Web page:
February/March 2021  Volume 19, Number 1        
 

person getting vaccine

Should Employers Make COVID-19 Vaccinations Mandatory?

Now that the rollout of COVID-19 vaccinations has begun many employers will confront the decision of whether to make vaccinations mandatory.

The Equal Employment Opportunity Commission and the Occupational Safety and Health Administration have essentially agreed that employers can mandate that workers receive the COVID-19 vaccine. Previously there had been concern about whether procedures related to giving employees the vaccine would violate medical privacy laws and provisions of the ADA.

Although statements released in the past couple of months have led many employers to feel comfortable about mandating vaccinations, employers aren't getting a complete carte blanche. The health care providers used by employers to administer the vaccines need to ask certain screening questions before administering the COVID-19 vaccine to ensure there are no medical reasons for which the employee should not receive it.

Also, according to attorney and National Law Review contributor Benjamin E. Widener, to stay clear of violating Federal laws like the ADA, "Employers are advised to consider making vaccinations voluntary or, alternatively, should have a third-party administrator conduct everything with respect to the vaccine. Specifically, if an employer requires its employees to receive their vaccination from an outside provider, like a health care provider or pharmacy, which would be conducting the necessary pre-screening inquiries without any involvement of the employer, the ADA's restrictions against disability-related inquiries would not apply."

Workers’ Compensation Pros and Cons

The desire to establish and maintain a safe workplace by requiring vaccinations has several workers' compensation implications. For one thing, employers will need to pay for mandatory vaccinations and any complications arising from receiving them would be considered compensable injuries.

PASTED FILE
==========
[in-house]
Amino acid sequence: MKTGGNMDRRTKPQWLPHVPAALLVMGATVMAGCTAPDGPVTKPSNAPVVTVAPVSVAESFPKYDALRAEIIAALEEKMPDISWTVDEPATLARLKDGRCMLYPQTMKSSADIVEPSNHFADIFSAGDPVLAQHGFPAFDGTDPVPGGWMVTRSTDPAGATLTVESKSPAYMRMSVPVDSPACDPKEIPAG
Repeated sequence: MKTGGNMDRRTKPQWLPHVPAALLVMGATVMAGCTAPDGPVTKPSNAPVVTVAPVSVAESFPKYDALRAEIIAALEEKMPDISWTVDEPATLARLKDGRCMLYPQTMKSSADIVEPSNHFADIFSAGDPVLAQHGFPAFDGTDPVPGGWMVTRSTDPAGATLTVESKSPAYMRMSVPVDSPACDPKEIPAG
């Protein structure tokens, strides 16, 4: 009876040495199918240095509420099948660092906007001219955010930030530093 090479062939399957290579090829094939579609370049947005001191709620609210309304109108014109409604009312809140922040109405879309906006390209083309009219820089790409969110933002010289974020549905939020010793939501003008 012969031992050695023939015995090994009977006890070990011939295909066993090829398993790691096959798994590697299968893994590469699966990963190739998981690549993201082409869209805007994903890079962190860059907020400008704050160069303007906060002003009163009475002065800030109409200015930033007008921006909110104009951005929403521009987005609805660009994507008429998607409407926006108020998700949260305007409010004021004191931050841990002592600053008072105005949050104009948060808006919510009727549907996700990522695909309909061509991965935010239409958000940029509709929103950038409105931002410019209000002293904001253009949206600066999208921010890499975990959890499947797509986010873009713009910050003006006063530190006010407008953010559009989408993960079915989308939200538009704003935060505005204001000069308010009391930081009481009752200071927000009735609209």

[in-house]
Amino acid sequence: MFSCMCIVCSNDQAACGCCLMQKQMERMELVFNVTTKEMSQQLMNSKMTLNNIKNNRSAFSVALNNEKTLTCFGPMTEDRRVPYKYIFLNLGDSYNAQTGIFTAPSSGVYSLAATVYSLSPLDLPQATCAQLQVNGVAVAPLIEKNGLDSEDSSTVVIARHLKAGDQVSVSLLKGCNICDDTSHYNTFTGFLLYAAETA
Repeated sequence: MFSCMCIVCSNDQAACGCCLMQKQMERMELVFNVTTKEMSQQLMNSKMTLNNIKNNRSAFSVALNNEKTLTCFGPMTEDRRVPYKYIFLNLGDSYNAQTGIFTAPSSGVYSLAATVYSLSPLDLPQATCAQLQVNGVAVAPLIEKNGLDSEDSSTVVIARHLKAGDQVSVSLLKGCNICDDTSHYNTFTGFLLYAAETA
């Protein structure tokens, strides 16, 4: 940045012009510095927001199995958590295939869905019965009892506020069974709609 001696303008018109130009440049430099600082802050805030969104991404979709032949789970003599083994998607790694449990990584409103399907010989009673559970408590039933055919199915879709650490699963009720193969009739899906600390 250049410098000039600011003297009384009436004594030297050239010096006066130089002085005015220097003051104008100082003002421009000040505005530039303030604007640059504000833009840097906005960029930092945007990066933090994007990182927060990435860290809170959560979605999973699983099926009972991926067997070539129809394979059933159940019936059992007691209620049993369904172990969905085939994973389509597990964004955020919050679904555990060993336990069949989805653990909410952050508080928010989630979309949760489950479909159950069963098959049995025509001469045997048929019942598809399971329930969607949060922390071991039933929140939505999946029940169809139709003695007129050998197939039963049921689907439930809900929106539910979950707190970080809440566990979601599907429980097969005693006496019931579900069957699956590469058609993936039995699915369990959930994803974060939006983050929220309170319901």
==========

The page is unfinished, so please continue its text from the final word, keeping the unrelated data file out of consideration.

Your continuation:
In some states, like California, "Even if the employer does not mandate the vaccine but encourages it, and the worker suffers a vaccine-related injury, that too could also be considered a compensable injury," according to attorney Jeff Adelson, partner with the Newport Beach, California, firm Adelson McLean P.C.

Attorney Natasa Timotijevic, an associate in the Chicago office of Goldberg Segalla LLP., pointed out to Business Insurance, that overall, there are favorable and unfavorable workers' compensation aspects of mandatory vaccinations.

Mandating or strongly encouraging employees to vaccinate could result in a lot of workers' comp cases from adverse effects of the vaccine. On the other hand, in some states like Illinois, where there are presumption laws requiring workers’ comp coverage for any employee contracting COVID-19, the fact that the firm instituted mandatory vaccinations could be a defense against such claims.

“One of the ways that employers can rebut that presumption is demonstrating compliance with public health guidelines in place at time of exposure,” said Timotijevic. If federal guidance encourages vaccination and the employer's vaccine policy is consistent with those guidelines, it could be one more piece of defense for rebutting those claims, she said.

One Size Shouldn't Fit All

Employers should also consider the nature of each employee's work before mandating vaccination. Employers need to come up with a plan that balances the needs and interests of the company with what is in the best interest of the worker.

"Some industries will determine that the vaccine will be mandatory, but companies may also want to have separate policies based on job duties," according to Gary Pearce, Detroit-based chief risk architect at risk management consultancy Aclaimant. For example, said Pearce in an interview with Business Insurance, the employer could create a vaccination mandate for employees who work in close contact with the public but not those who are able to perform their duties remotely.

"It's going to be hard to shove a mandate down the throat of people who are working remotely and aren't exposed … On the other hand, if you have people who work in close proximity, that's going to make vaccination much more justifiable."

How to Administer a Vaccination Program

If an employer mandates or encourages vaccinations through its own program it should set up a process for tracking the inoculations according to who, when and where, both for the initial shot and the booster. Alternatively, there should be records of those who signed opt-out waivers for health or religious reasons.

Attorney Adelson suggests that a way to avoid adverse reactions turning into workers' comp claims is to “provide a few days of paid time off for employees to get the shot and recover. … Another option would be to have telemedicine options available for workers who have an adverse reaction."

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In this issue:

This Just In...

Should Employers Make COVID-19 Vaccinations Mandatory?

Workers Comp Payments OK’d for Marijuana in Some States

Telecommuting Safely

Workers’ Comp Basics: Are WC benefits taxable?

 

 


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